When you’re invested in automotive culture in any way, shape or form, it’s very easy to get drawn into one particular genre or niche. You can easily become a bit blinkered as to all of the exciting developments that happen outside of your pigeonhole.
My interest in cars has always revolved around drifting and Japanese marques, so I’ve made it one of my goals when Speedhunting to try and seek out projects and features that sit outside of my usual peripheries.
The idea behind this was suggested to me in a Yoda-like manner by fellow Speedhunter Bryn Musselwhite a few weeks back. Advice on board, seek out a wider understanding of different automotive cultures, I will. In doing so, I also hope to bring to the surface some of the incredible builds that might have flown under the radar had I just nestled down in my comfort zone.
In order to advance my learning, Bryn pointed me in the direction of respected Ford tuner Dave Colledge. As well as building some of the UK’s coolest and fastest classic Fords, Dave is owner of Retro Ford, a workshop that manufactures all of the bits required should you wish to transplant a powerful modern Zetec or Duratec engine into your classic blue oval. The Retro Ford workshop is a treasure trove of cool old Fords, but that’s another feature for another day…
The reason for my visit this time, however, wasn’t a Ford at all, but rather the curious creation that sits before you. This is a 1981 Lada 2101. An unsuspecting place to hunt for speed you might think? The story behind the build is a simple one – after helping a friend build a Zetec-powered Lada Riva, and seeing images online of slammed Ladas from Eastern Europe, Dave set his sights on acquiring and building his own Ford-powered Lada. Just because he could.
Rather than opt for another Riva, the ideal candidate was the more stylish VAZ-2101 model, sold as the Lada 1200 here in the UK. The 2101 was essentially a Fiat 124, reengineered to better suit the Eastern Bloc – it offered classic Italian styling mixed with solid Russian build quality. There are apparently over 800 differences between the Fiat and Lada models, but you’d have to be somewhat of a boffin to spot them. Two of the big changes were that the Lada body was constructed from a thicker-gauge steel and featured softer suspension to cope with the colder, more challenging climate.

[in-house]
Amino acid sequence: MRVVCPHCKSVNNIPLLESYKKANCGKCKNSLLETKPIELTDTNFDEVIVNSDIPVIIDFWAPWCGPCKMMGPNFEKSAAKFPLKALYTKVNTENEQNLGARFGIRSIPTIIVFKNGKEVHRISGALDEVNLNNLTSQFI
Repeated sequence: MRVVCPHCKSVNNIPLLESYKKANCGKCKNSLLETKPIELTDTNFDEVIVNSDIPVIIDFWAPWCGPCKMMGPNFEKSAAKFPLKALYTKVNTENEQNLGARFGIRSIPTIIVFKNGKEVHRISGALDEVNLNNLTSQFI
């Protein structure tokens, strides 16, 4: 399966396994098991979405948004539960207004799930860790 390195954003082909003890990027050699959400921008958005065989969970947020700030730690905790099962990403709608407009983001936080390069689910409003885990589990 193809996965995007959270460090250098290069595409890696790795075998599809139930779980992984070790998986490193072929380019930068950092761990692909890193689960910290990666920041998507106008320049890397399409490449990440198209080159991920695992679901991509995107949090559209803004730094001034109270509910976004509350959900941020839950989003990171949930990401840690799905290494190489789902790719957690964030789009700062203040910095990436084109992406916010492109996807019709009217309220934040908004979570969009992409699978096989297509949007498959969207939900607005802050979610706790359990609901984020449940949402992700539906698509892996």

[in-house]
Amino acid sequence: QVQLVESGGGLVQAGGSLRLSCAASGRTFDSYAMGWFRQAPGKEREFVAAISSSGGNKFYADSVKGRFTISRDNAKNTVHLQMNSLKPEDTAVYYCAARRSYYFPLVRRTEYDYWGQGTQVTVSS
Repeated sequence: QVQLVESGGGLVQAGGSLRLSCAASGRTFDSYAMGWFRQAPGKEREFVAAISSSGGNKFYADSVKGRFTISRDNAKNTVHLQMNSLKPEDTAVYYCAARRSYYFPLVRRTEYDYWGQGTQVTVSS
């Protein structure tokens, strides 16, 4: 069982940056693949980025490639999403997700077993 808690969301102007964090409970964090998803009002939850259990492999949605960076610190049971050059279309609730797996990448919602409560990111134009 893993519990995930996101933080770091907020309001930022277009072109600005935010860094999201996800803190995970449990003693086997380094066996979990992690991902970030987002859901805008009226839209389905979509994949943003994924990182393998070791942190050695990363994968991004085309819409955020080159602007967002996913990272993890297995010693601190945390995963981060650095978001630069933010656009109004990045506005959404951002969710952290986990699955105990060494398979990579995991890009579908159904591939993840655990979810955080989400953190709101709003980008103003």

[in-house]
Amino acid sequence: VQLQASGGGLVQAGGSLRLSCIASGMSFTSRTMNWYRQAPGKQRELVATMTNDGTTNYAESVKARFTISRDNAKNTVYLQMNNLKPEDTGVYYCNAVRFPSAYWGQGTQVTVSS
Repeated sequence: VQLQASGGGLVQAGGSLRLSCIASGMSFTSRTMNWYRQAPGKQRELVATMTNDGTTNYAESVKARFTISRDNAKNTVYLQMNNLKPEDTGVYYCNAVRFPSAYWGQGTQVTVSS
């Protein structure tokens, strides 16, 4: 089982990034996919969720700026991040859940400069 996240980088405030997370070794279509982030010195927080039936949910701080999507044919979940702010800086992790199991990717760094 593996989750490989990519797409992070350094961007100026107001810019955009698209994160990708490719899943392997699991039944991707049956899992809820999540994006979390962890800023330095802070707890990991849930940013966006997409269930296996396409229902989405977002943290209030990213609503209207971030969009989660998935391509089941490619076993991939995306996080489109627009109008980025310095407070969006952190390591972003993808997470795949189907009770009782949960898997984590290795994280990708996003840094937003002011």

No stranger to importing classic Fords from around the world, Dave approached the Lada a little differently. While he could’ve sourced his 2101 for pennies from Eastern Europe, he had set his sights on obtaining a genuine, right-hand drive UK car. Having spent six months scouring for a suitable candidate, the Lada that you see in front of you popped up for sale at 8:00pm on a Friday night. By 8:00am the next morning Dave was standing in front of it, albeit it looked very, very different.
“It was shit,” Dave states, rather frankly. “But it was the first one I’d seen in months, so I bought it for £500, with a view that something better might come up in the meantime.” It didn’t. The Lada packed a 1200cc engine with 4-speed box, less than ideal, so the first task upon getting car back to the Retro Ford workshop was set about killing the engine, which happened with haste. “It died doing a pretty good burnout,” Dave commented, proudly.Starting From Scratch
Engine out, the first job was tackling the Lada’s bodywork and chassis. Donor parts were sourced from all over Europe before being lovingly crafted into place. The original rear quarters had seen better days so a new pair were found and bought from the Czech Republic, only to arrive and be missing the stylish swage line that runs along the length of the car. The rear quarters that adorn the car now are a seamless blend of the originals and the third party parts.
The front wings would prove just as challenging. Surprisingly, the original plans for the Lada were to have it ‘rough and ready’ and to use it for a spot of drifting, so a provision was needed to run a lot of castor. The stock 2101 wheel arches aren’t the most accommodating in this regard, so they were cut, extended forward two inches and joined back together. As a result the front wheels now sit right in the corners of the car.